June 22, 2017

Labor is concerned about the Turnbull Government’s proposed social security changes introduced into the Parliament today, including the proposed new targeted compliance framework and the drug testing trial. 

Labor will refer the Social Services Legislation Amendment (Welfare Reform) Bill 2017 to a Senate Inquiry to ensure that it is properly scrutinised. 

We are worried that vulnerable Australians may be pushed into poverty, homelessness and potentially crime as a result of some these changes.

The Government’s proposal could see vulnerable jobseekers be made subject to significant financial penalties.

This could include a loss of 50 per cent of a fortnightly payment for their first non-compliance, 100 per cent of their fortnightly payment for a second non-compliance, and cancellation of their payment for a third non-compliance, with a four-week exclusion from re-applying.

We are concerned about possible unintended consequences of this measure.

The truth is the Turnbull Government is failing to create jobs and training opportunities for many Australians.

There is only one job available for every 10 applicants locked out of paid work or who want more paid work.

Of course, people that can work should work, but maligning jobseekers is not the way to get them into the workforce.

Jobs programs like Work for the Dole are failing under the Turnbull Government. They should focus on fixing those to support people looking for work.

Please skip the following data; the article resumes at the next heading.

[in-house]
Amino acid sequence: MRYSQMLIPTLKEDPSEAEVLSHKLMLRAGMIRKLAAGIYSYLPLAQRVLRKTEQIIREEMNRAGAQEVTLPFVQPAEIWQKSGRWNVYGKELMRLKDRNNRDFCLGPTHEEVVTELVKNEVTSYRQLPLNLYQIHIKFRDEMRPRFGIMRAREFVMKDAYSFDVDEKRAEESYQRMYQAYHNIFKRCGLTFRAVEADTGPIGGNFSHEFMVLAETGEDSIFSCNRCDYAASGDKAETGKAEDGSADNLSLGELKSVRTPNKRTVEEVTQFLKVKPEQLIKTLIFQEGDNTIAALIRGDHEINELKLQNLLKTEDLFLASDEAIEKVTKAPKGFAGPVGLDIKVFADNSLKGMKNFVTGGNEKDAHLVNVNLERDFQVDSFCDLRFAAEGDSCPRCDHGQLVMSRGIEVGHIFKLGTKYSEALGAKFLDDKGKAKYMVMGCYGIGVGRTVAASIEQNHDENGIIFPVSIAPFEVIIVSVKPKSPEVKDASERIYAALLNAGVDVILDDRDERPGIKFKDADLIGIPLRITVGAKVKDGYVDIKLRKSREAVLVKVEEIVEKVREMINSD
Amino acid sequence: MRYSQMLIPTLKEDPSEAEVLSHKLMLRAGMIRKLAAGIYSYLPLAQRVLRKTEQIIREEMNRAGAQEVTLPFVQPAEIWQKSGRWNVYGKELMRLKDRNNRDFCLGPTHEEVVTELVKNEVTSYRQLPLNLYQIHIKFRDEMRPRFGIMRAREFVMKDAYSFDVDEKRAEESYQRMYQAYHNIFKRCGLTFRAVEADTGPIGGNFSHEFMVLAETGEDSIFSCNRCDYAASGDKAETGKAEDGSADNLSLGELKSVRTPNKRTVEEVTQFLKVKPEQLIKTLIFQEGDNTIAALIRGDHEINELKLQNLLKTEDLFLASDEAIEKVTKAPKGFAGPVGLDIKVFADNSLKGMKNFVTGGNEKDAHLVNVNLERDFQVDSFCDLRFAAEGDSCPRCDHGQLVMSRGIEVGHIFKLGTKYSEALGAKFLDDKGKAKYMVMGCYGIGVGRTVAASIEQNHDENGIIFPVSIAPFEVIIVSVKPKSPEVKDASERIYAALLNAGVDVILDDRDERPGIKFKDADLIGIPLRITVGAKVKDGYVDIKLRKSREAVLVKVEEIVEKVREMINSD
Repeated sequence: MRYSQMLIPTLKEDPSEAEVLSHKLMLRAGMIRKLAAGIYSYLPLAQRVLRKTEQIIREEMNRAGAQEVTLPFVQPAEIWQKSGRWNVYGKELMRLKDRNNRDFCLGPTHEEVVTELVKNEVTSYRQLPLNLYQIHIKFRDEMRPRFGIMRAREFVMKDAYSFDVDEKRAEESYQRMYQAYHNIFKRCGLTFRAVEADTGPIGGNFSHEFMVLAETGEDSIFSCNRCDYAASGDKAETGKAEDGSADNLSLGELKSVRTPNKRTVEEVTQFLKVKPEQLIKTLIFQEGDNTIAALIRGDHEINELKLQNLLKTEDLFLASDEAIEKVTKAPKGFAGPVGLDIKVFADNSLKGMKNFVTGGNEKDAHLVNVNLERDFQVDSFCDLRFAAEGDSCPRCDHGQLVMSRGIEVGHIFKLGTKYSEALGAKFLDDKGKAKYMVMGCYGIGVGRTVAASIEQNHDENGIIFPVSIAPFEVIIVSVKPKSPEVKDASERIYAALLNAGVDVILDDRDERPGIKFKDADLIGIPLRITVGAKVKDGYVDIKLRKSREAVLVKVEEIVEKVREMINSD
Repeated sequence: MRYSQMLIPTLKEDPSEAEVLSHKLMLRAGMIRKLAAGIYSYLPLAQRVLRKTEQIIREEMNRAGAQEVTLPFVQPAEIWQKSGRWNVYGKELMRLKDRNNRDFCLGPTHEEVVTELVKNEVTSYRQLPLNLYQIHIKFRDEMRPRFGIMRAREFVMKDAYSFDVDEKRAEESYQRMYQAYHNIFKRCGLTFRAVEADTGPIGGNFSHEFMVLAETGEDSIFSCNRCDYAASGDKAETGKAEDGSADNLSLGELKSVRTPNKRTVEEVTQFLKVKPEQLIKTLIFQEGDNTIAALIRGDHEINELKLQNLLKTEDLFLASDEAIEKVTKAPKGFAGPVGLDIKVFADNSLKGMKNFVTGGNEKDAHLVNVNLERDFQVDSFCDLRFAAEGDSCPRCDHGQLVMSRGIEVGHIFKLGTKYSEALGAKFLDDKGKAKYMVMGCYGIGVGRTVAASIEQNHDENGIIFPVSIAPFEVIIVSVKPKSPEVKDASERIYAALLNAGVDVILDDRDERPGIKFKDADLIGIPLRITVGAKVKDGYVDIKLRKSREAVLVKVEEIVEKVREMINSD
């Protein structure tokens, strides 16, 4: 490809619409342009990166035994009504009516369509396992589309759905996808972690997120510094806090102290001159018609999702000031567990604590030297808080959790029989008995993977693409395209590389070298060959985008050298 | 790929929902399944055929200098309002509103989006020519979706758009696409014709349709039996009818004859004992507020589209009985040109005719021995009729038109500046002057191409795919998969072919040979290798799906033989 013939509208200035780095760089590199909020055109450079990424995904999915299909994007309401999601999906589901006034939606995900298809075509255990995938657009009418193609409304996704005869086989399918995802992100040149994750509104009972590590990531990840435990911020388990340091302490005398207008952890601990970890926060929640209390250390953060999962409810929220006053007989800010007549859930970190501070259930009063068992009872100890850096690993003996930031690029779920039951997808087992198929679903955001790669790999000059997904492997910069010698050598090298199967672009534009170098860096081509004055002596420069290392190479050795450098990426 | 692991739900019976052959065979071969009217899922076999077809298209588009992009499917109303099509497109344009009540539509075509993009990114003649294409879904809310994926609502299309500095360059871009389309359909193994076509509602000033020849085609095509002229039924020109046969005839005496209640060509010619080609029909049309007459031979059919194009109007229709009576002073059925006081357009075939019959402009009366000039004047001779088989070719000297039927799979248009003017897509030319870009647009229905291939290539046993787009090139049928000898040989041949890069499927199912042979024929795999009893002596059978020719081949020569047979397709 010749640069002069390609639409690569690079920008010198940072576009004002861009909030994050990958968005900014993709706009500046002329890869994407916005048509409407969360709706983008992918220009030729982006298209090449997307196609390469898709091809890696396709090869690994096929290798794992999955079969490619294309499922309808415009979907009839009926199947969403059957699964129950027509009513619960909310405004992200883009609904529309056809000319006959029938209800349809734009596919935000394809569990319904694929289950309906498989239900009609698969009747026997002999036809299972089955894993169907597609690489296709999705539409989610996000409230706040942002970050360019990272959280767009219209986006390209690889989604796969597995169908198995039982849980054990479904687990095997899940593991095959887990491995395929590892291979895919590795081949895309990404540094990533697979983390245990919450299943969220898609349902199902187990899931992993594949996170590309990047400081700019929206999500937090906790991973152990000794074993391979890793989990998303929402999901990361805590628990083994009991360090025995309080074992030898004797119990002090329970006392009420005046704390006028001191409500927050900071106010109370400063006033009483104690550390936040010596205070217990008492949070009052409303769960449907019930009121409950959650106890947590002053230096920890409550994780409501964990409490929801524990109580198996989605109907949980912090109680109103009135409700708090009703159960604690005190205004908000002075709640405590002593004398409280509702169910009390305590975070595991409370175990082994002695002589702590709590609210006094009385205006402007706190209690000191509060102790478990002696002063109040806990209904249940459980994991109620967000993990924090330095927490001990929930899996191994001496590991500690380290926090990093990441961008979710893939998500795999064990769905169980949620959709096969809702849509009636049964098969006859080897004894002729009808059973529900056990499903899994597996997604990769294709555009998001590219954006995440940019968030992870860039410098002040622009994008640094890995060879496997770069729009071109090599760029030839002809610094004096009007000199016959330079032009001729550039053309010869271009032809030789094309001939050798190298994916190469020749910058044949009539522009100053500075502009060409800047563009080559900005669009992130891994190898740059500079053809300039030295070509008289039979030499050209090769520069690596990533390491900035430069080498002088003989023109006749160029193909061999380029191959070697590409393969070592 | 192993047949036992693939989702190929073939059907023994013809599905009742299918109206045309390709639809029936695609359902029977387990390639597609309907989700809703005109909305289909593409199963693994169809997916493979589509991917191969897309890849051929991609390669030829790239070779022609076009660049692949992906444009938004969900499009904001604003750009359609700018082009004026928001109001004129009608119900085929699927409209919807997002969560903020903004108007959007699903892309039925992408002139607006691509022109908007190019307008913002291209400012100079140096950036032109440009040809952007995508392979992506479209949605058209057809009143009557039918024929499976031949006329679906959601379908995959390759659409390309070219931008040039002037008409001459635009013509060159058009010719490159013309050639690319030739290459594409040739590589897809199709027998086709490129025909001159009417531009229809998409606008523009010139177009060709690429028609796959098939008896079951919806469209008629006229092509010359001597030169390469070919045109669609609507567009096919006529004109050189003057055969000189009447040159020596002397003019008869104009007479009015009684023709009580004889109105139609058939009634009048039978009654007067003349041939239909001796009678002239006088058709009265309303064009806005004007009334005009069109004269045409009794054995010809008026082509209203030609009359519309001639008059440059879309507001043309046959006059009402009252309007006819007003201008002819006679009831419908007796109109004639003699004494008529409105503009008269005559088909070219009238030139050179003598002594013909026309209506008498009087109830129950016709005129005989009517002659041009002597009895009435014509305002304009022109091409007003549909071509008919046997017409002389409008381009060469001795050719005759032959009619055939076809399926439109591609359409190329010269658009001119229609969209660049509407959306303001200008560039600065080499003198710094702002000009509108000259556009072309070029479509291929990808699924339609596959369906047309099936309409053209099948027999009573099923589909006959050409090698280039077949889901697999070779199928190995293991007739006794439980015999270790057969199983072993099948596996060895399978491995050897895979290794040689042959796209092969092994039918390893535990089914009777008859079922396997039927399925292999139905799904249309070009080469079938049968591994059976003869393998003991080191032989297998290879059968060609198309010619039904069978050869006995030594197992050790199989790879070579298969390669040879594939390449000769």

Australians looking for work need to be properly supported to get a job, not demonised. 

The Turnbull Government has a terrible record in this policy area, just look at the Centrelink robo-debt debacle.

That’s why Labor wants to see this legislation carefully examined by a Senate Inquiry. 

Drug Testing Trial:

Labor has serious concerns about the proposed drug testing trial of social security recipients. 

Similar trials conducted in the United States show little evidence of achieving better outcomes for people with substance abuse issues. 

The Government has not produced any evidence to show that drug testing people on social security in Australia will lead to better health outcomes.

Labor notes the concerns of a number of experts and community organisations, including: ACOSS, Harm Reduction Australia, Rural Doctors Association of Australia, The Penington Institute, the Victorian Alcohol and Drug Association, the Australian Drug Law Reform Foundation, Homelessness Australia and St Vincent de Paul Society.

Labor will consult with key stakeholders on this issue, including health professionals and organisations that are on the frontline of supporting drug addicted Australians.

Labor believes in a society that protects and invests in people.

We don’t believe that the most vulnerable members of society should be demonised. 


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